Sutter’s final save made history

Part of the INSIDE PITCH series
Written by: Craig Muder

Bruce Sutter amassed 260 saves during his first nine big league seasons, becoming one of the most dominant pitchers in the game.

But it was his last 40 saves – the ones that made him just the third pitcher to reach the 300-save mark – that may have been the most impressive.

On Sept. 9, 1988, Sutter retired the Padres’ Tim Flannery, Dickie Thon and future Hall of Fame teammate Roberto Alomar in order in the bottom to the 11th inning to preserve the Atlanta Braves’ 5-4 win at San Diego’s Jack Murphy Stadium. Alomar struck out swinging to end the game, a fitting moment as Sutter – who was nearly unhittable at his peak – posted his 300th career save.

“It feels good,” Sutter told the Atlanta Constitution after the game. “When you’ve had three operations in two years, you don’t think you’re going to get your shot at it.

“I hope there’s a lot more to come.”

But Sutter’s injured right shoulder would not permit it. Sutter’s 300th save came in the last big league game of his big league career – and exactly 17 years after he signed his first pro contract.

Sutter debuted with the Cubs in 1976 following an unlikely minor league odyssey. He was selected in the 21st round of the 1970 MLB Draft by the Washington Senators, but was only 17 when he graduated from high school and therefore was unable to sign. The Senators ultimately decided not to offer him a contract.

Sutter pitched for the next two seasons for teams around his Lancaster, Pa., home before a Cubs scout spotted him and signed him to a free agent contract on Sept. 9, 1971. After pitching in just two games for Chicago’s Gulf Coast League affiliate in 1972, Sutter hurt his arm. He had surgery – at his own expense – after the season, and reported to Spring Training in 1973 with a diminished fastball.

But that spring, Cubs coach Fred Martin taught Sutter a pitch that would become known throughout the baseball world as the split-fingered fastball. By 1974, Sutter had advanced to Double-A on the strength of a pitch that looked like an ordinary fastball but dove down in the strike zone just as it reached home plate.

Sutter made his big league debut in 1976 and went 6-3 with 10 saves and a 2.70 ERA in 52 games out of the Cubs’ bullpen. The next season, Sutter established himself as one of the game’s top closers, going 7-3 with 31 saves and a 1.34 ERA in 107.1 innings, striking out 129 batters.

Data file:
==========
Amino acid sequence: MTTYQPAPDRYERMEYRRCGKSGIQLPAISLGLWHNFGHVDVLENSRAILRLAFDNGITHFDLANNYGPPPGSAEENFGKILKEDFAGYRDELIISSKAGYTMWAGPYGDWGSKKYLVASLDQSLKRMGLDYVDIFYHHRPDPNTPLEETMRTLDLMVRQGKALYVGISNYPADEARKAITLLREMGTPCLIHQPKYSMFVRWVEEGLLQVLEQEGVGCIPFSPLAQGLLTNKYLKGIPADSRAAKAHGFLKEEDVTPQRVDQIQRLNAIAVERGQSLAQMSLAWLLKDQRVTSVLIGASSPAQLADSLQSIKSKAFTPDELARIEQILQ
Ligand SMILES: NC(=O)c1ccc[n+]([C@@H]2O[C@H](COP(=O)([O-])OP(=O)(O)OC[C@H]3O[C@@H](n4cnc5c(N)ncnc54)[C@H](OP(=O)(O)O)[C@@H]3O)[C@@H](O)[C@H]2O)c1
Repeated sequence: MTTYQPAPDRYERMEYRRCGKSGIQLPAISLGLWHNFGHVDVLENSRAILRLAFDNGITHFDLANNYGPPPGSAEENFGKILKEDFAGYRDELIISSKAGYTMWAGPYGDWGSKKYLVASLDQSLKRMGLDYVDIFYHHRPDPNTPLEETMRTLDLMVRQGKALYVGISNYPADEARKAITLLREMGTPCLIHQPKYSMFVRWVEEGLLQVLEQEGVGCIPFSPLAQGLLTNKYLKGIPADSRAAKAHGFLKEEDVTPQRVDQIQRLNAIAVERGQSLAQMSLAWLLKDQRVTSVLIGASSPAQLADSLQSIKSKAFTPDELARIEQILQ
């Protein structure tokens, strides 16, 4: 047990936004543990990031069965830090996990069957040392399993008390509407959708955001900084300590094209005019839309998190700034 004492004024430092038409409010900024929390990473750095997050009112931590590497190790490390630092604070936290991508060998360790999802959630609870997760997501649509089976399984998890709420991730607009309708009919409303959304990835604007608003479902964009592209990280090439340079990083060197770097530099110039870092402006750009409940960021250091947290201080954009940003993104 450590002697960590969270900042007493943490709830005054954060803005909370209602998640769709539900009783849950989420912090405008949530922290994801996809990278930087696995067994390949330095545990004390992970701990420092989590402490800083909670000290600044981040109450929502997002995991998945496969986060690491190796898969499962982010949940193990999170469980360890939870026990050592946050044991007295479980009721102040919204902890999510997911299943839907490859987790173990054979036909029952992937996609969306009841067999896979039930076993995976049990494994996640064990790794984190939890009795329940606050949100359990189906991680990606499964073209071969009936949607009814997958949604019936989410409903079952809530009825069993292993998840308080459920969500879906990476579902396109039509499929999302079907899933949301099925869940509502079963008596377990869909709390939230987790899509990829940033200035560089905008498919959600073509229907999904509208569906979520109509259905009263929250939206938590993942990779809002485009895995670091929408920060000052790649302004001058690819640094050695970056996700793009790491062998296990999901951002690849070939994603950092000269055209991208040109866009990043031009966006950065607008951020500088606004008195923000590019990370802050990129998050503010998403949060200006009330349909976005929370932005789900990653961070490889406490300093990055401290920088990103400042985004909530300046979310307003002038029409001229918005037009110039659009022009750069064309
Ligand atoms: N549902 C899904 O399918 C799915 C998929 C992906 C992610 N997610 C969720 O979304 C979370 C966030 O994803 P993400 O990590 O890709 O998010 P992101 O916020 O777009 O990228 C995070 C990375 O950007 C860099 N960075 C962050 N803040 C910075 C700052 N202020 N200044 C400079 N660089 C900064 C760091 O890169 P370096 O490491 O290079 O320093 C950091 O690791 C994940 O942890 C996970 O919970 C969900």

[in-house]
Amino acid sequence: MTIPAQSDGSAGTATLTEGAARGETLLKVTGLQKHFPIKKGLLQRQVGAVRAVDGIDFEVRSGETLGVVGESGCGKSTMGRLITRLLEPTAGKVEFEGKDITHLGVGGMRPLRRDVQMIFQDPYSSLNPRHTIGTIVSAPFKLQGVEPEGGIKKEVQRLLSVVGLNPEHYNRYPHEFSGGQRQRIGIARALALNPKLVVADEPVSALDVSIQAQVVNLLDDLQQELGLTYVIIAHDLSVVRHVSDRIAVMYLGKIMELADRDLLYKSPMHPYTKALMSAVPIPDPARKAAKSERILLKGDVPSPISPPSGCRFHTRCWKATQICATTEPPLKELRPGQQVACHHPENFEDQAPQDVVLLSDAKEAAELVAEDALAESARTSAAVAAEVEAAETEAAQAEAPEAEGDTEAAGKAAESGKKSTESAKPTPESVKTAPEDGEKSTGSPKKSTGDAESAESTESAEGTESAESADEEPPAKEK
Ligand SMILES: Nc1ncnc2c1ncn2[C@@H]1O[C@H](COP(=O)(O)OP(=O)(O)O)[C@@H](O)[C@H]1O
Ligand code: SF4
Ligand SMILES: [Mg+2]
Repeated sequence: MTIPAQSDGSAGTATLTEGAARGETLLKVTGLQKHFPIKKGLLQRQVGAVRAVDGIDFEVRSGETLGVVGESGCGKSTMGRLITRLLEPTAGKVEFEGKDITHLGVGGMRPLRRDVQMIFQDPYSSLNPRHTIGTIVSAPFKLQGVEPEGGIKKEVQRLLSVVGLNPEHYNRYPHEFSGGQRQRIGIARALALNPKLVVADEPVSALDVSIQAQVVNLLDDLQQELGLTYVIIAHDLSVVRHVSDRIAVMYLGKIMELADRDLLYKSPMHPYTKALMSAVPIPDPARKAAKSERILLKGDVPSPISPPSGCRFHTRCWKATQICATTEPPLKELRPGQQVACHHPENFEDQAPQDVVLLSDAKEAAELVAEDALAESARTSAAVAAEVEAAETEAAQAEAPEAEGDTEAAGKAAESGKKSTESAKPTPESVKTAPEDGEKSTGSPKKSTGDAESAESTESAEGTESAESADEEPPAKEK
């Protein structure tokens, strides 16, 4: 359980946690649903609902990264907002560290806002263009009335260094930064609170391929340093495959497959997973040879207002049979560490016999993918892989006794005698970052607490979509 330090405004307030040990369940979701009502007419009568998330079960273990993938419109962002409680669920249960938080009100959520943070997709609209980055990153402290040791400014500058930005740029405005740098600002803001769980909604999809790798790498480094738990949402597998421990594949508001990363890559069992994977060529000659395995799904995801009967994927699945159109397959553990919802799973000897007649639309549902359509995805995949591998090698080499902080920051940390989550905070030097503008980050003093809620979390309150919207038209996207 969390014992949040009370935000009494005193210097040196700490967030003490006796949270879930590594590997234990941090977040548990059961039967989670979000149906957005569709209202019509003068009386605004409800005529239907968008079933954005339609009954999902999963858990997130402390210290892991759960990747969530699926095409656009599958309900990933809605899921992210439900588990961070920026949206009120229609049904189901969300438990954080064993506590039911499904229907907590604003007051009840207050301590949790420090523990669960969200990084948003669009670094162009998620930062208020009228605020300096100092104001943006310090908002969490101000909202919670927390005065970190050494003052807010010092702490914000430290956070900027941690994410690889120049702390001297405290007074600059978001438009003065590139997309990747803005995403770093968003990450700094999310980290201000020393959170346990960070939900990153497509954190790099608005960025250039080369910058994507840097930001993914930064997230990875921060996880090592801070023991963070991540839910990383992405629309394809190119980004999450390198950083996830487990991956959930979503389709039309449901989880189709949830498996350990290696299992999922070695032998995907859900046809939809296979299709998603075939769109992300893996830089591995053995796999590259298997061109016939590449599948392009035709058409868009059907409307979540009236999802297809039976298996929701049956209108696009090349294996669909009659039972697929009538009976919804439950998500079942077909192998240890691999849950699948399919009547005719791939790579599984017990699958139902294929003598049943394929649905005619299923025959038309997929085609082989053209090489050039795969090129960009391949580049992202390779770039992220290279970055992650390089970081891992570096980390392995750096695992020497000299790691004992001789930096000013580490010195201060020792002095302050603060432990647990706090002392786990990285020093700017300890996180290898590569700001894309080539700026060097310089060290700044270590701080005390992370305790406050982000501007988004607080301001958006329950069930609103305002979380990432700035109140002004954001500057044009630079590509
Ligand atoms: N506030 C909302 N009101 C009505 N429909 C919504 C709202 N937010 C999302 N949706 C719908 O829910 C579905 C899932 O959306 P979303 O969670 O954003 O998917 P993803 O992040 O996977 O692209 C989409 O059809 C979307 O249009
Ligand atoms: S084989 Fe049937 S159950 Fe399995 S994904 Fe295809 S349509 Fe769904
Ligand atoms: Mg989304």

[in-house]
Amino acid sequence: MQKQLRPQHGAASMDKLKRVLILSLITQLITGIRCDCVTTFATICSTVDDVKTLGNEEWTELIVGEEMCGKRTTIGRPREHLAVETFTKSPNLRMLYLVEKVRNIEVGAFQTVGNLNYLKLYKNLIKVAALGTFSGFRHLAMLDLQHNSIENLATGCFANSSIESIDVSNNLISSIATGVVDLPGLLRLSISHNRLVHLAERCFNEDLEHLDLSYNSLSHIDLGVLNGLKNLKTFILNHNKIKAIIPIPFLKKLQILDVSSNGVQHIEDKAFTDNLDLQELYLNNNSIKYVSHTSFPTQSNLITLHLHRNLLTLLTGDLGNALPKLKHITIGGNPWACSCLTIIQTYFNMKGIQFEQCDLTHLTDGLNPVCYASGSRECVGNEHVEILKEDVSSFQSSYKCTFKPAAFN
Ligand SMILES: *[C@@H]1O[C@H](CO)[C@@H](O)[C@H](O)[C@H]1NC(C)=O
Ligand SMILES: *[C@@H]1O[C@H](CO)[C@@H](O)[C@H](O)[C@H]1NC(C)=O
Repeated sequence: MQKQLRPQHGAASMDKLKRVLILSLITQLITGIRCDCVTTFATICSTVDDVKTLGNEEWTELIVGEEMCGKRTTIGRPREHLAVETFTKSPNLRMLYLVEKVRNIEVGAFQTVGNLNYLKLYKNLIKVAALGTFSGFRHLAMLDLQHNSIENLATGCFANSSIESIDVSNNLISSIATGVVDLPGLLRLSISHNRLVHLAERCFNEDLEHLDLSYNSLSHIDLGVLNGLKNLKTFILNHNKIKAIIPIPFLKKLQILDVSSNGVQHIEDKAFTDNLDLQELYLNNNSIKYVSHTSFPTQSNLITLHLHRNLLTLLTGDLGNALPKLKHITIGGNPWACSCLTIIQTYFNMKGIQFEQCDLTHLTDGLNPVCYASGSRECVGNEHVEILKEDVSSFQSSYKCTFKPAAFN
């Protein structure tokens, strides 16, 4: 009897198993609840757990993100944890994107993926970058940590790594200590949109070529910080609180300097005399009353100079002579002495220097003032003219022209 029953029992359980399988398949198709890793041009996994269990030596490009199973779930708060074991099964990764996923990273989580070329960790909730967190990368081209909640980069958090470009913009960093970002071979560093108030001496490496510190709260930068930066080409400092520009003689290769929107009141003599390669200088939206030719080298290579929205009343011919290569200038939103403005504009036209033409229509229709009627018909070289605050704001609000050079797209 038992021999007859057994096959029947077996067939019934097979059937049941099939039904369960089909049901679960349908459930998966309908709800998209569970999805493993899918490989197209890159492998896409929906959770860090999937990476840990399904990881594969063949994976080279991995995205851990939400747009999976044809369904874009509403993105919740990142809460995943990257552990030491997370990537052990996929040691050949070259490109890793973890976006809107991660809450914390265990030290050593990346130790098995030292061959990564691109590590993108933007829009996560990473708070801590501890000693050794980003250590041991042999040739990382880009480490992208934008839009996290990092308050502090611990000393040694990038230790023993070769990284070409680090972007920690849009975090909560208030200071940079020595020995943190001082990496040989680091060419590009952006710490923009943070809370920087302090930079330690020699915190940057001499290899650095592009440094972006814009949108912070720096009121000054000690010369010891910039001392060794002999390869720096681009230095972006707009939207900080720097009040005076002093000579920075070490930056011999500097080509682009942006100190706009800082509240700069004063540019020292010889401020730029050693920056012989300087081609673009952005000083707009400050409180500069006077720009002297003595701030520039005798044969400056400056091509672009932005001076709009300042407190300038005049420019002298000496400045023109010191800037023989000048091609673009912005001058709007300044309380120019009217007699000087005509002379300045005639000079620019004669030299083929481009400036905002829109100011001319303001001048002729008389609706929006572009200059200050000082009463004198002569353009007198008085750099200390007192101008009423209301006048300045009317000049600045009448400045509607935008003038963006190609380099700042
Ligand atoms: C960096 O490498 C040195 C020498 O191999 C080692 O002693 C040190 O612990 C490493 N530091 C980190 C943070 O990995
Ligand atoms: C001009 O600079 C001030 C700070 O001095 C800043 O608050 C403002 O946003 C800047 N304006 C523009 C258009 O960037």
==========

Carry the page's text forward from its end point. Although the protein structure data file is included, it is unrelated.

Two years later, Sutter was named the National League Cy Young Award winner after saving a big league-best 37 games. From 1978-81, he either won or saved the All-Star Game for the NL in every season.

Sutter was traded to the Cardinals following the 1980 campaign and helped St. Louis win the 1982 World Series. Then after leading the majors with 45 saves to go along with a 1.54 ERA in 1984, Sutter left for Atlanta – signing a six-year deal with the Braves.

Very quickly, Sutter’s right shoulder began to hurt. He was eventually diagnosed with an atrophied muscle in his rotator cuff and later with a partially torn rotator cuff. After saving 23 games in 1985 and three in only 16 appearances in 1986, Sutter sat out the entire 1987 campaign while trying to strengthen other muscles around the atrophied muscle.

He returned in 1988 and pitched well in the first half of the season, lowering his ERA to 1.98 after his eighth straight scoreless outing on June 10. But from there, the pain returned. He also injured his right knee, which required surgery two weeks after his final appearance.

Sutter conceded in Spring Training in 1989 that he would likely never pitch again, though he continued to work to get back on the mound. The Braves eventually released Sutter on Nov. 15, 1989, officially ending his career.

“I knew this year would be the year I came back as a regular pitcher or I was going to blow my arm out,” Sutter told the Atlanta Constitution during the waning days of Spring Training in 1989. “And, of course, the latter happened.”

Sutter finished his career with a record of 68-71 in 661 games, including a 2.83 ERA. He led the league in saves six times, was named to six All-Star Games and finished in the Top 5 of the NL Cy Young voting four times, including his first-place finish in 1979.

Sutter was elected to the Hall of Fame in 2006.

“It’s eventually going to be over,” Sutter told the Fort Worth Star-Telegram in 1988 at the high point of that season. “Nobody is going to play forever.

“I love the whole thing. I love playing the game, talking about it, coming in the clubhouse and playing cards with the guys. It’s a great life.”


Craig Muder is the director of communications for the National Baseball Hall of Fame and Museum

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Part of the INSIDE PITCH series